“So your great, great, great – how many greats – grandmother?” Brand asked.
“Six,” Aveny said, snuggling deeper into the crook of his arm and gazing out across the protected inlet of Deadman’s Cove. “Rionach.”
Brand nodded. “So Rionach wants you to return the skin to her, even though she died, like, 60 years ago?”
“And she was already, like, 200 years old when she died?” Brand asked.
“I think so,” Aveny, confirmed. “It’s hard to say for sure. She always looked young but she had to be well over a century. When Múireann – or Mary Catherine – died, she was an old white-haired lady, but Rionach still looked young. The whole selkie thing, I think longevity is part of it.”
“I always figured you’d outlive me,” Brand said with a smile. “She is dead now though, right?” he asked.
“Maybe she’ll act like it and give you a little peace now,” he posed.
Aveny felt strangely sad at the thought. She reached into her pocket and pulled out the original stone, an cloc cosanta. She’d found it at the sound, hidden among the multitude of rocks along the shoreline the night her transformation was complete. She smiled at the memory and rolled it between her fingers, relishing its soft polish.
The wind whipped through the trees above but all was still and quiet in the alcove. They could only just hear Luca, Brecken and Tali hauling driftwood industriously behind them. Aveny glanced back, confirming they were exactly where she’d commanded them to be, but she no longer feared for them in the sea. She knew the keen awareness that now accompanied their condition. She also felt the material and psychic bond stretched between them. They’d never be lost again.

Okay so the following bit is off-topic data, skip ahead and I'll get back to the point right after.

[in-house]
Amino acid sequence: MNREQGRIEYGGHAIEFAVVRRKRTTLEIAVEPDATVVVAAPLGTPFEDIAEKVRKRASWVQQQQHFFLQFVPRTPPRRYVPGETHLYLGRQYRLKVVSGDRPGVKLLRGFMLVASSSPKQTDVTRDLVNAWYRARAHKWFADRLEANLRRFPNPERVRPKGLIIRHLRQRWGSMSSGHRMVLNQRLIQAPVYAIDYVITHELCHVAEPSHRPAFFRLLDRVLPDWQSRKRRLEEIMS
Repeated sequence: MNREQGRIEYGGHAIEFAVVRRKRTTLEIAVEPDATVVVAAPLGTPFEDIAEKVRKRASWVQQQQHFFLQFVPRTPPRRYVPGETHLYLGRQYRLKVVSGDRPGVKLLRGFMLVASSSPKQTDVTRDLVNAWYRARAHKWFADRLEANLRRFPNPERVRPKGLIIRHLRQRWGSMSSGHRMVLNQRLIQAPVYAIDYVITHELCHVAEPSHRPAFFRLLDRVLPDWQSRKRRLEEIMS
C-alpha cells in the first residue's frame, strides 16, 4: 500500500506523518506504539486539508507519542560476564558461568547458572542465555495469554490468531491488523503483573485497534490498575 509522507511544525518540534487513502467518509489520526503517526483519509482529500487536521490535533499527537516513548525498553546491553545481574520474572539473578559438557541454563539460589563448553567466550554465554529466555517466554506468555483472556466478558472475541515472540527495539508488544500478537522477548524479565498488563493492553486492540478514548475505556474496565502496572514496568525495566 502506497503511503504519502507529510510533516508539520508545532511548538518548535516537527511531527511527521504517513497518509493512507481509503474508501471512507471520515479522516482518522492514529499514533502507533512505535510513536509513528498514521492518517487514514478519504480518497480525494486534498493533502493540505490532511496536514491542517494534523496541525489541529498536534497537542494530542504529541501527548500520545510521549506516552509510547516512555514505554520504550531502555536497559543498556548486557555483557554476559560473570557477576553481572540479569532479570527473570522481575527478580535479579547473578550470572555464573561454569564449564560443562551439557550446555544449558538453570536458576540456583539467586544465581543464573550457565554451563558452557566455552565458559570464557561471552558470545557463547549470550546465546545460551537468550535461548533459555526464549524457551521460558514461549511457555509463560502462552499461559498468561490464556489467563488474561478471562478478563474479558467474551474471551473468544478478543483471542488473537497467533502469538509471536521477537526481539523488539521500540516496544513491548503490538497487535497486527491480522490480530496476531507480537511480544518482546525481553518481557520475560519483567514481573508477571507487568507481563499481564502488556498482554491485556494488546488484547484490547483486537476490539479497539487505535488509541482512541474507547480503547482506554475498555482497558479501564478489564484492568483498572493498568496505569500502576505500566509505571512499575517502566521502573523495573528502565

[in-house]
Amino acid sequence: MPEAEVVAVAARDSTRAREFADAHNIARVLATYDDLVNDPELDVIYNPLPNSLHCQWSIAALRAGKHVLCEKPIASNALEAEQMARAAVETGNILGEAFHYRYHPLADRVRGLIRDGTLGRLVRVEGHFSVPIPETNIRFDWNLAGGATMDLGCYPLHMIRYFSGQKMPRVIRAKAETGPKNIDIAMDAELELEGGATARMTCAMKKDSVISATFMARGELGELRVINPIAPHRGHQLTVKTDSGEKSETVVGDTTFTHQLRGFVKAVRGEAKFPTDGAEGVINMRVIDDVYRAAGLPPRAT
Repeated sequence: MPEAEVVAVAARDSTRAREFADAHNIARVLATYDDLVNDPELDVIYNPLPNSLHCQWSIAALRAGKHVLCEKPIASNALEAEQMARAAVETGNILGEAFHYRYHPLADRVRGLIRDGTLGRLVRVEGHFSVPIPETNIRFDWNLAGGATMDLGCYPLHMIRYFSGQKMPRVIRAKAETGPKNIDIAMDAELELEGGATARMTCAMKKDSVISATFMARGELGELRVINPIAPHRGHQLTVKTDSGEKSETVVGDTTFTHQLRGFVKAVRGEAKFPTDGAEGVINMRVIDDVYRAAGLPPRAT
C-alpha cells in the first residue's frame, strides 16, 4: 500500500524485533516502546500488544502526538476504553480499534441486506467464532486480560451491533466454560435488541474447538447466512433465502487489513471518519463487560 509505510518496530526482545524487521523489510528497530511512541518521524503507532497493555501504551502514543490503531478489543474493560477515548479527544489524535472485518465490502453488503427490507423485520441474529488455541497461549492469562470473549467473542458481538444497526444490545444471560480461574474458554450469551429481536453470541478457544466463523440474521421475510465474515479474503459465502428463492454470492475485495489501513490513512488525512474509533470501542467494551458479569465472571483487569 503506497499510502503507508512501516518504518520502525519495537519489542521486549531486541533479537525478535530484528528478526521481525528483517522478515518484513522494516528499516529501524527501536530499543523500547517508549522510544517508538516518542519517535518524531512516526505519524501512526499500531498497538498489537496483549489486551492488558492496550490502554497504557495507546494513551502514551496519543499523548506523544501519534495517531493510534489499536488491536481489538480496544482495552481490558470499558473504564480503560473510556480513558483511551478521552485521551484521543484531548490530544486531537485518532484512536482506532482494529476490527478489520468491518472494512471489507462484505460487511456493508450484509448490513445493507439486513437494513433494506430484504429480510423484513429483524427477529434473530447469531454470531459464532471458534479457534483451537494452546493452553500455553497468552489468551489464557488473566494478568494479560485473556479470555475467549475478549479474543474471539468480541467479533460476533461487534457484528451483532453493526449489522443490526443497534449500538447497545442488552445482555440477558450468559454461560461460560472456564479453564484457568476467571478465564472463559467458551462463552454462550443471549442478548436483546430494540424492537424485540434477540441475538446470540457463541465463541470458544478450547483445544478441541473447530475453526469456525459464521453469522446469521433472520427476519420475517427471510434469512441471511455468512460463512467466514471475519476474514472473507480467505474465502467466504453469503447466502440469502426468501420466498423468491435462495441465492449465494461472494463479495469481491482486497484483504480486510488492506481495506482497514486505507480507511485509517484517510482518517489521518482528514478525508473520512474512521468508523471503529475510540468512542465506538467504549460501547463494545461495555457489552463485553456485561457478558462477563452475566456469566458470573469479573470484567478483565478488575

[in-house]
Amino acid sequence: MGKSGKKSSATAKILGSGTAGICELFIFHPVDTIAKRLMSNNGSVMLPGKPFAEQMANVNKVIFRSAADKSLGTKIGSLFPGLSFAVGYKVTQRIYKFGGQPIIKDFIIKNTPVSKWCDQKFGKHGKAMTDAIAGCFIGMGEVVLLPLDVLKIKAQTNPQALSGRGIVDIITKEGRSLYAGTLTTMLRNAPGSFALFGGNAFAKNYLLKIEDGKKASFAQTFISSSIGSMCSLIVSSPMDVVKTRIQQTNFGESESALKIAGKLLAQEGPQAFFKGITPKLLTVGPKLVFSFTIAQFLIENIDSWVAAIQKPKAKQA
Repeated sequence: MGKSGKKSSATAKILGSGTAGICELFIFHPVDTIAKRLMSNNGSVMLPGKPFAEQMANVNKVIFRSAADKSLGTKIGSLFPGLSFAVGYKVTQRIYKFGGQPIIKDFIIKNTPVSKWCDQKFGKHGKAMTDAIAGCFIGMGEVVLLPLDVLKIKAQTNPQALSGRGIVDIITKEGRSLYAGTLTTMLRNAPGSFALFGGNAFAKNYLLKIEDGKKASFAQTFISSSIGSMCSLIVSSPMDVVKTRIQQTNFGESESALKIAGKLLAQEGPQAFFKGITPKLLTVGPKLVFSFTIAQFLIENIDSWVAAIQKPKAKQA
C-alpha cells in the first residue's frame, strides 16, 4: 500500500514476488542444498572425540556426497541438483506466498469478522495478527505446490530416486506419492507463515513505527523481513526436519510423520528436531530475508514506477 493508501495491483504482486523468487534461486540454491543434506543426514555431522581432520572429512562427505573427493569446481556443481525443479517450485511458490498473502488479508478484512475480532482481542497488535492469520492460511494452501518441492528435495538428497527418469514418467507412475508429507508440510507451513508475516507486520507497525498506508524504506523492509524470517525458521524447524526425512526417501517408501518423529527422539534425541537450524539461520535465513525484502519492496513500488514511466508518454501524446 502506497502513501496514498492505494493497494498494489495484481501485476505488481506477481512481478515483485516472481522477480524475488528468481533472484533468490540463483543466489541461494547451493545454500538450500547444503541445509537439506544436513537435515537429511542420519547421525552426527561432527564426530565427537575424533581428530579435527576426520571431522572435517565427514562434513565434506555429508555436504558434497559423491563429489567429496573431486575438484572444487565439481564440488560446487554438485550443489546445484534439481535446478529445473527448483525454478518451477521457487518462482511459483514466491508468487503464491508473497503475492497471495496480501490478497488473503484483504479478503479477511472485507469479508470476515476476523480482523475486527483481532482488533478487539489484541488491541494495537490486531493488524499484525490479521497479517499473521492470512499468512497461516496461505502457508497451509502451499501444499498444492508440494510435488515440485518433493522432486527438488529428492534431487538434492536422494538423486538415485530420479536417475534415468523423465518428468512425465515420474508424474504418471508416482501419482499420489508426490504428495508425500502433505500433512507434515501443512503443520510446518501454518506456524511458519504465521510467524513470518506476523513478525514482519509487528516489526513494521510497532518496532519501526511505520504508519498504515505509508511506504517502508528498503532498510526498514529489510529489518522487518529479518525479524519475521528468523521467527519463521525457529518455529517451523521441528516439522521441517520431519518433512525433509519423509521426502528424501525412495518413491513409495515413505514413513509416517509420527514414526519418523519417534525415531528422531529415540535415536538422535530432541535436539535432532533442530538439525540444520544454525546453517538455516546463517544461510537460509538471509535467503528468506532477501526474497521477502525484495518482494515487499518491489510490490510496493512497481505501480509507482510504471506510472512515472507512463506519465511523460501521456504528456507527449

Slowly, Aveny stood, pulling the skin from her backpack as she went. She ran her hands over its soft, furry surface, lifted it to her nose and inhaled its scent. Then she hugged it tightly to her chest and strode purposefully toward the sea. “I’m ready,” she said aloud.
And then Rionach was there, standing just inside her mind. “You’re human again, I see,” she said.
“And you’ve brought my skin?”
Yes, Aveny replied, proffering the silky form as evidence.
Rionach paused and pursed her lips. “Thank you.”
Aveny nodded. Thank you. I feel … better. I didn’t even know I wasn’t. The rift … I think it really is healed.
Rionach nodded in response, a small smile toying with the corners of her mouth. “It is. I feel it. Our family line is restored.”
Can I ask one question?
Rionach inclined her head.
Why did you attack that ship?
Rionach smiled, her grin broader and brighter than Aveny had ever seen it. The image was both breathtaking and unsettling.
“Those ships,” Rionach corrected.
There was more than one? Aveny queried, her heart sinking. She still felt betrayed somehow. Even the generations separating her from her ancestor did not alleviate the shame.
“Many more,” Rionach said, a powerful joy swelling inside her.
Aveny shied away. Why? she pressed, not sure if she really wanted the answer.
Rionach paused, her eyes twinkling as she gazed out to sea. Aveny could almost see the battles raging in her mind. And then she saw something else reflected in the dark pool of those unwieldy eyes; a young, green-eyed girl, gazing up through a trap door, her wrists and ankles shackled.
A boy locked in the hold of a burning ship, shielding his eyes from the blaze’s unexpected light.
A woman backed into the corner of a filthy brig, her infant child clutched tightly to her chest. An unyielding door finally wrenched ajar.
In each, the expression of terror melting into relief, into the joy of salvation.
“Almost since the beginning,” Rionach intoned, “our people have been peaceful. We dislike conflict.” She grimaced. “We are much more comfortable being victims than victors.”